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The BCERF program on the Cancer Risks of Environmental Chemicals in the Home and Workplace closed on March 31, 2010. No further updates will be made to this web site. Please go Cornell University’s eCommons web site to access BCERF’s archived research and educational materials (http://ecommons.library.cornell.edu/handle/1813/14300).

The Basics About Breast Cancer Risk

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We all know someone who has been affected by breast cancer. While we don't yet know how to prevent it, there are some things we can do to reduce risk. Start with this page to discover the simple facts about breast cancer, cancer risk, and scientific research exploring those subjects.

What is Cancer?

Cancer is the uncontrolled spread and growth of abnormal cells.

Some people are born with abnormal cells. Sometimes, changes in cells happen later. Cancer can start anywhere in the body and is affected by a variety of things that go on for a long time both inside and outside our bodies.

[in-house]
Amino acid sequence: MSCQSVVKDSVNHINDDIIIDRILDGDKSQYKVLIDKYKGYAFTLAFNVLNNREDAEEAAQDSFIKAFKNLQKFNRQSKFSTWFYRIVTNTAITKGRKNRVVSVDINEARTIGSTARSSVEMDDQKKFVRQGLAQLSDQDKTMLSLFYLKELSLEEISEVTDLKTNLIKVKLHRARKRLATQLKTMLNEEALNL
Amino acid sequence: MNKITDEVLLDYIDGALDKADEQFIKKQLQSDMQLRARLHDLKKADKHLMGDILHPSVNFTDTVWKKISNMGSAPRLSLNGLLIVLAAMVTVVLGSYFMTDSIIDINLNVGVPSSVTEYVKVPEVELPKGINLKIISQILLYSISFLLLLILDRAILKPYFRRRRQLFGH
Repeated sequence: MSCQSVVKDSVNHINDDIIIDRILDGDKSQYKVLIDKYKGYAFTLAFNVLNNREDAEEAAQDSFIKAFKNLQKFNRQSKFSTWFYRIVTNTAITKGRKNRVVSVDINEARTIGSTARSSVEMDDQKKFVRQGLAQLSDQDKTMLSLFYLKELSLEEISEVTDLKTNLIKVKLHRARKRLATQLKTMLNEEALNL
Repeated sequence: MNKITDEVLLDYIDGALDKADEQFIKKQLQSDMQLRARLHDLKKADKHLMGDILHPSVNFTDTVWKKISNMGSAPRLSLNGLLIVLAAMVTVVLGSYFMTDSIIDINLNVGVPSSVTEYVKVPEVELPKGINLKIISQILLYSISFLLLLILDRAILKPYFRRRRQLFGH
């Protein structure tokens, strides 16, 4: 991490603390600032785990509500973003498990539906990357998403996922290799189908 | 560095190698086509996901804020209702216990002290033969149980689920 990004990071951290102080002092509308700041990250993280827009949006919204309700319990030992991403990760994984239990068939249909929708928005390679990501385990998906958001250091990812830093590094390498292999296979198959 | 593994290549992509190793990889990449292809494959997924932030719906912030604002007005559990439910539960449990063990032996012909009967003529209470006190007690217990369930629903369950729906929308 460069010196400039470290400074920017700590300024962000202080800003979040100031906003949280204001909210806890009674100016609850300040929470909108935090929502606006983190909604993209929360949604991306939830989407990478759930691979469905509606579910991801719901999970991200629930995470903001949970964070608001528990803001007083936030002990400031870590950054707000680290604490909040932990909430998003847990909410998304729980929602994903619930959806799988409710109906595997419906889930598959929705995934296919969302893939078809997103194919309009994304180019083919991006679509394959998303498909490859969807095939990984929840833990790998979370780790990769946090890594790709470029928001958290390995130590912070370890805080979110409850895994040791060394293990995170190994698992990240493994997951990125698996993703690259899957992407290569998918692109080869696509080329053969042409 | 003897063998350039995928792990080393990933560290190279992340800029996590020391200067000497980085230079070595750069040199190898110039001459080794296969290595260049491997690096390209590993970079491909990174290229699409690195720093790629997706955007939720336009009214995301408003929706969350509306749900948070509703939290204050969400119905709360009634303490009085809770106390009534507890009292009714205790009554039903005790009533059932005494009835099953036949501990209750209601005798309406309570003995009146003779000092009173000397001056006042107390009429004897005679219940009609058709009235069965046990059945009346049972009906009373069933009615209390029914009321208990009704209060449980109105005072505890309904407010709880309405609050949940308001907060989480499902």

What Are Risk Factors

Risk factors either increase or decrease the chance of getting cancer. Risk factors are not necessarily things that cause cancer.

A factor that is associated with cancer in one person may not be associated in another. Having one or more risk factors does not mean that you will get cancer. Even though some of the risk factors for breast cancer are identified, no one factor ever explains any given case of breast cancer.

Are There Any Known or Possible Risk Factors for Breast Cancer?

See our list.

Is There a Connection Between Breast Cancer Risk and Environment?

Because established risk factors for breast cancer account for less than half of all cases, scientists believe environment may play a role in this disease.

It is possible that early exposure to some environmental factors increases the risk for breast cancer later in life. Environment means everything except inherited factors, including: